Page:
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Lethbridge Herald Newspaper Archives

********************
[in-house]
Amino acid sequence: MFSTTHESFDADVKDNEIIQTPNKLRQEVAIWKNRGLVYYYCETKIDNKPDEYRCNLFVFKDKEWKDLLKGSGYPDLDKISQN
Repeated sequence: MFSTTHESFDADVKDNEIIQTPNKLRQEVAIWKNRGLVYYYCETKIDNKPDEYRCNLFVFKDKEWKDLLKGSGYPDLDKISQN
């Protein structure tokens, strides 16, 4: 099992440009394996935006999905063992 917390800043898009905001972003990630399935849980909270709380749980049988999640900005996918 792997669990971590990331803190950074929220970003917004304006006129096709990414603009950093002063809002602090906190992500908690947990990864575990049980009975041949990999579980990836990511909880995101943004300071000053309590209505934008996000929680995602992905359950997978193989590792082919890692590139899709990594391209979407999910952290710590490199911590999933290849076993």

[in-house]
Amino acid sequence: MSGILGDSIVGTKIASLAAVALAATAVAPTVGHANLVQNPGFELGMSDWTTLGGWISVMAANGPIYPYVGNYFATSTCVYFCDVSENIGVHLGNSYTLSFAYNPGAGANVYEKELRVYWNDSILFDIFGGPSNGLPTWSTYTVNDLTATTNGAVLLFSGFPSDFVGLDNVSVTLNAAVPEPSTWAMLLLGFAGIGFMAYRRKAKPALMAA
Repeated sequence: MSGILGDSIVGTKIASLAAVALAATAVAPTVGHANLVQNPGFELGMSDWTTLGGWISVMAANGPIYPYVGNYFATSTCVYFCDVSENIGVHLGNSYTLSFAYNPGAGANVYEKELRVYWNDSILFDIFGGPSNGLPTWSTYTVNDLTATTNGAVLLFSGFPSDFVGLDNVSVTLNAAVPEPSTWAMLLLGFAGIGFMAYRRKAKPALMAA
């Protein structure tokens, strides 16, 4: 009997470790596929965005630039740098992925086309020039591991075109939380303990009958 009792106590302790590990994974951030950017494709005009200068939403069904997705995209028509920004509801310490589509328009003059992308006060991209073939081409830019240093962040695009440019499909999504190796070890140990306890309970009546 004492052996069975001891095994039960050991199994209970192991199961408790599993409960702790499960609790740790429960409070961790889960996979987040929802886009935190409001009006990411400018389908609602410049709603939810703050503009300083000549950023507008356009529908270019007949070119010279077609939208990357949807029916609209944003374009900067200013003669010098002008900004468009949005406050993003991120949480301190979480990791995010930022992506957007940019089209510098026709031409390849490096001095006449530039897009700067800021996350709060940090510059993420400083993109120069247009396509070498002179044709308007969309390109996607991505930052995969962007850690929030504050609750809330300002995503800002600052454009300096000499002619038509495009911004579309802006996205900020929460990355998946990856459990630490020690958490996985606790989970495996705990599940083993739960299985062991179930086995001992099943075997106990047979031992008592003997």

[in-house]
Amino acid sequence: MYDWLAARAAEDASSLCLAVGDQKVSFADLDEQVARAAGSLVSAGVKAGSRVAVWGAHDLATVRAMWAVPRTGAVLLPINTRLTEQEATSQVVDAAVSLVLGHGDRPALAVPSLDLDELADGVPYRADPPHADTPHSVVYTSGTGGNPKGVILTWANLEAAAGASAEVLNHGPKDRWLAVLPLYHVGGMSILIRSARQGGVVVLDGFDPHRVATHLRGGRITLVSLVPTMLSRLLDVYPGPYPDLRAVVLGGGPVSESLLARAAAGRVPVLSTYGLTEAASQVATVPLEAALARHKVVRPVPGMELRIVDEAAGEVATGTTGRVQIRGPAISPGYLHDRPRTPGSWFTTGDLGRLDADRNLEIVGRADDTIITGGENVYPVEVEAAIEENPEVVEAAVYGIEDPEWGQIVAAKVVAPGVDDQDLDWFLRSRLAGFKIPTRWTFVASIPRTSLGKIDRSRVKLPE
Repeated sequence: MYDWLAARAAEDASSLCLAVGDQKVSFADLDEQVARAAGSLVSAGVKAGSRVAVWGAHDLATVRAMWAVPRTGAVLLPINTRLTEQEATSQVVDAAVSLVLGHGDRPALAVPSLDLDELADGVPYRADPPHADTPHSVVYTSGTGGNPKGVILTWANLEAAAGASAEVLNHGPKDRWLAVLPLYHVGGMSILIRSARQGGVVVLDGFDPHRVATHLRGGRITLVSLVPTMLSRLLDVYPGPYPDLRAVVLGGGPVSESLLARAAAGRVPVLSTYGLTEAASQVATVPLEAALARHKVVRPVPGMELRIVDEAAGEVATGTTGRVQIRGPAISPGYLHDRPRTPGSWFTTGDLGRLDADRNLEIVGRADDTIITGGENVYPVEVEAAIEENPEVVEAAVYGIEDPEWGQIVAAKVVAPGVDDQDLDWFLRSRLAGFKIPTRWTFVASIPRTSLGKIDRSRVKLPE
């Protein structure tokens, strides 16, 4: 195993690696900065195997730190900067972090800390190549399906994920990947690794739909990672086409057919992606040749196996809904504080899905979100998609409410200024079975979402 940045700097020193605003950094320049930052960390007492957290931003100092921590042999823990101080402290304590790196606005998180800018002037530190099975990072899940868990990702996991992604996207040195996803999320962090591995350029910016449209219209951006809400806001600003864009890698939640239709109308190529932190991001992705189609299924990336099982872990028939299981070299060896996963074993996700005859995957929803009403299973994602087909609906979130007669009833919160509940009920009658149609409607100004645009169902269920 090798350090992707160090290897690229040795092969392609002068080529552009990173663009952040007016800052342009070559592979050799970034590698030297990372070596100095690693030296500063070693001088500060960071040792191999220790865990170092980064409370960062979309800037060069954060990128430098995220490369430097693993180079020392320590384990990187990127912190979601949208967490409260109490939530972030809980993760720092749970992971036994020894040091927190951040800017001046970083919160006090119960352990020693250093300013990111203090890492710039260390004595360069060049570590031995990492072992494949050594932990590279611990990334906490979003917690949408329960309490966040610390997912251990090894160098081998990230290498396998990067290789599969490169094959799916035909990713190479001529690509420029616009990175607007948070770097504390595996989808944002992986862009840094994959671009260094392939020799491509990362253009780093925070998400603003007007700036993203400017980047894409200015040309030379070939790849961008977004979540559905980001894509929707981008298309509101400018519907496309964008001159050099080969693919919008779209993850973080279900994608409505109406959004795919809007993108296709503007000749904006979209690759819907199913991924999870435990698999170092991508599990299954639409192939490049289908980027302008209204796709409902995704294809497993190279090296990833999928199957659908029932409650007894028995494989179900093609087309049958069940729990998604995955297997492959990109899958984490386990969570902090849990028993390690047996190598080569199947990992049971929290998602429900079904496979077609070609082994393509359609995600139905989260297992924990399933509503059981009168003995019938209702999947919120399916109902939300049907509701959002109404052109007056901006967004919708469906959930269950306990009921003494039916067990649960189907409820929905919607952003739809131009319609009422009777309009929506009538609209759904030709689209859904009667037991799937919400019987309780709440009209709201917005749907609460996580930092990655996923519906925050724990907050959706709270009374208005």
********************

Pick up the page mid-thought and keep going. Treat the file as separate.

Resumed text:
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Lethbridge Herald, The (Newspaper) - April 26, 1972, Lethbridge, Alberta 34 THE IFTHnRIOGE HERALD Wodnoidoy, April 56, 1971 On the nurfacv- ihc issue is simplt lasars stir controversy in astronomy DIRECT FROM CHINA Ling-ting, (he female giant panda, eats from a bowl at Washington's National Zoo. A pair of the animals were presented to the American people from the Chinese People's Republic, ling.Ling weighs 136 pounds, heavier than me male companion, Hsing-Hsing, lower picture. Both are about 13 months old. PASADENA, Calif. CAP) T w i n k I e, twinkle, little quasar. Are yon near or are you far? That question is fuelling an intense controversy in astron- omy unparalleled since a hit- ler debate split that normally sedate science in the 1930s. On the surface, the issue is simple. Are quasar s, the star-like objects thai emit radio waves, on the very edge of the universe more tlian a billion trillion miles awr.y? Or are they much less than a million Irillion miles? If the astronomers who claim, galactically speaking, that quasars are close can demonstrate their contentions, then: validity of a basic yardstick used for four dec- ades to measure distances in the universe will ba seriously challenged. w i d e 1 y held "big bang" theory that the uni- verse was created about nine billion years ago when an in- small, dense object exploited wit] be in question, if not disproved. opposing "steady state" theory that matter is being created all the time in the universe wilt receive a boost. be faced with the disturbing possibility that some physical laws thill gov- ern matter on earth don't apply throughout the nni- vor.se. NKVV PHYSICS POSS1HI.1-: i3r. Maartcn Schmidt of the California Institute of Tech- nology said in an interview tlic possibility that science might have to embrace a "now physics" is really the heart of (lie controversy. It was Schmidt discov- ered m 1063 that light from the mysterious quasars was grcally shifted in color or wavelength toward the red end of the spectrum. Three (legacies earlier, a her.icd dispute dividing as- tronomers had when it was proved that the greater a space object's red- tho more distant the ob- j ject and (ho. more rapid its recession from earth. The redshitt is an intimate part of the big bang theory. If our galaxy, the Milky Way, was near the centre o! the primordial explosion, all ob- jects outside the galaxy should appear to be moving away. And the objects hurled out fastest by the explosion now should bo the farthest. Over the years the rcdshifta observed for cclesliai objects fitted this idea the quasars. Their light was shifted so fai toward the red it meant some of them hr.d to be- on the edge of tiie universe, several billion Irillion miles away. BRIGHTNESS A FACTOR However, the quasars wore exceedingly bright. So bright, in fact, lhat theorists had dif- ficulty explaining how oh- jcct so distant could radiato I such energy. This paradox quickly led some astronomers to suggest quasars really me quite cln.se a lew galaxies and that they show a high r e d s h i ft because of sonm unique property never oh- i served before. The debate began to warm up early in 1S71 when James tiunn, a 32-year-old Caltech aslronomer, reported discov- ering two quasars of high red- shift sitting among galaxies of equally high rcdshifl. The dis- tance of the galaxies was ac- curately known from another distance measuring techni- que. The conclusion was that Ihe quasars were associated with the galaxies and their large rcdshift wa real. Geoffrey Burbidge of Ihe University of California at San Diego says most of Ihe arguments against the steady state theory disappear if quas- ars are local. He suggests some astronomers may cling to the redsliift and oppose the steady stale theory because of religious reasons. "People like to have a be- ginning somehow. They can tolerate creation in (he begin- ning, hut they can't tolerate creation going on around them now." he wrote recently. Live in blessed country razilian residents lucky IMPORTANT MESSAGE ABOUT YOUR ACiBGE, 1UO DC JANIERO (AF) Japanese and explorer Pedro Al- "Clod is an old a larger number of Caijrnl discovered the At- ing here families came from coast of Brazil in 1500. Anil may bo it's true. Where Brazilians ask, is there Brazil is a land of established a colony and named it for its brazil- land so big, fertile and rich in minerals, blessed with pleasant wcat her a n d free f r om limes [locking Opiiler.t splendor often exists side-by-side with which was in great dc-mr.id in Europe for making dyes quakes, hurricanes and J1J22. Prince Pedro, son of natural disasters? Where Although this is the king of Portugal and regent do so many people of differing races and religions seem to get along so wall? Whare else, populous Roman Catholic country, millions of Brazilians believe i" voodoo cults. A Brazil, proclaimed the colony's independence. The former prince became say, is there surli may cross )i i m s e 1 E'cdro I of Brazil but fceur.li; for music, nature and ibe plain joy of living? Brazil's 97 million people occupy an area which, if placed in North America, would stretch from Portland, Ore., to Boston and from Hudson Bay to while passing a church, fiut on his windshield there's a black No. 7 in a red circle: the symbol of a mysterious spirit called Mr. Seven. can call New York or Toncinn from Uio. via satellite, in a couple of minnles. But forced ir.to exile nine years later. He died in Portugal, and this year the Portuguese are returning his body permanently to Brazil in honor of the country's 150th anniversary. There will be several other events, including ait international soccet1 tourna- Brazi] iritis conic in all colors. About GO per cent are white, of tho original distance calls can take days and in llaranheo slate, postmen still deliver the mail on t'nis year in Brazil lo commemorate the date. SET COUNTRY ON PATH guesi? settlers and Carefree hippie Juscclino K u h 1- who came later from beginning to sprout in hie tschok set Brazil Italy and Germany. Some Bui in many small (owns "''c lo tnle per cent are black, slightest breach in medieval lollluon ami tte of African slaves. The rest of "family honor" can ur> fram Uio lo Brasilia, mostly mixtures of white, a wave of vengeance kill- 1 elt-v from scratch in and native Indian. Brazi! in the middle of the is making a mad shift from an agricultural 1964, the armed forces industrial economy. out a civilian government now produces claimed was leading the all its own to bankruptcy and com- from toothpaste to In power since then, and the 1970 military has succeeded in that for the first time out the country's M more Brazilians live in cities than in rura" areas. Industrialization has but at Ihe cost of sus-pending basic civil rights. Hundreds of political enemies of j a large middle class. Millions regime are in jail or exile, Brazilians now there is evidence that over- cold beer cans in tlieir police and military com- and summer have tortured prison- Yet there are still n of illiterate current president is Emi- II 91 and cily skiin G. Medici. OS, a former barely participate in army general. His economy. expires in How his per capita income wili be picked is not than S-ifJO a Deadline ivorries U.S. auto-makers Now's the time to call AGT about phone service to your "place in the All new out-of-town phone lines are under- ground cable which must be buried before the winter season. So, we must plan well ahead to give you service this year. Don't delay! Call AGT Now about country telephone service! And tell them when you'll need it. CALL YOUR LOCAL AGT BUSINESS OFFICE 1NLETHBRIDGE AT 328-5551 B AGTJ ALBERTA GOVERNMENT TELEPHONES WASHINGTON1 fAP) American auto-maUers are approaching July with the queasy sensation that they won't make their deadline for meeting Hie U.S. govern- ment's 1975 exhaust-emission standards. The pressure from govern- ment, and industry critics al- ready is getting heavier. "It is extremely difficult for me lo understand this sudden and coincidental inability to achieve Ihe Clean Air Act i said Senate Denr ocratic leader Mike Mansfield I after the manufacturers an- I nounced they would ask for an extra year to meet standards set by the 1970 act. Consumer advocate Ralph Nader lias said it's already loo late because llio auto in- dustry decided long ago to re- work the pnweitt engines in- stead of designing new en- gines powered by clec- t tic i ty or a cl can power source. Government and industry officials concede that as yet, a few months before manufac- turers .say they must start the ordering and tooling for 1975 cars, no one has developed a mass production cm1 which will meet all (lie standards. SOMK MODELS C1-OSK But researchers have devel- oped sonic cars which come tanlalizingly close and gov- ernment officials are not con- vinced the industry needs the year's reprieve it has re- quested, The cleanest cars in mass production this year are a Chevrolet Monte Carlo with a 454-cnbic-inch engine and a Chevellc 402. Roth put out twice the hydrocarbons and carbon monoxide that will be permitted in 1975 if the stand- ards arc met. Tesfs on a Mercedes-Benz diesel the Environmental Protection Agency have shown il emits permissible levels of carbon monoxide, but perhaps double1: the per- missible levels of hydrocar- bons and far above 3975 levels for oxides of nitrogen, Engelhard Minerals and Chemicals Corp., an cnl catalytic filter researcher, says it recently ran a car (or miles with ifs con- verter, and the car still put out no more than legal levels. FI1IU) MEETS STANDATID Ford has run a stratified- charge engine in its laborator- ies which meets the 1975 standards. But even thn most promis- ing experiments have what ttic auto industry considers to be some important qualifiers: In addition to meeting legal limits of emissions for 1975, the cars must also maintain that level for miles. No test car has done this yet. In an October survey, the National Academy of Sciences survey of five domestic and 13 foreign cars found that the stratified-charge engine run at Ford and five foreign cars j mot Hie ISI7.> standards, bul all were hrnid-imido and a decade away from mass pro- duction. No one has yet built a test car which meets all tlie fi cat ions for emissions and mileage. SHAHPl.Y CUT FUMKS The 197.> standards, if met, woul.l cvit by 90 per cent the amount of polluting fumes permitted for this year's mod- els. I Transportation Secretary John Volpe has estimated in- ternal combustion engines contribute 55 per cpnt of the pollution in sparsely popu- lated areas and as much as 9r> per cent in big citie.s. Cars give off carbon monox- ide, a poisonous gas, and hy- drocarbons and oxides of ni- trogen, which cook in the sun to create smog. Regardless of what anti-pol- lution system auto-makers fi- nally choose, or what year's models they put the systems on, American drivers will feel for Ihe first time the impact terms of cost and conven- ience- of cleaning up the air. The or 197fi cars, say engineers, will start harder. I hnvc less pickup, exhibit a j greater tendency Lo stall and I cost more. Fuel economy will I deteriorate by 3 to J2 per cent. ;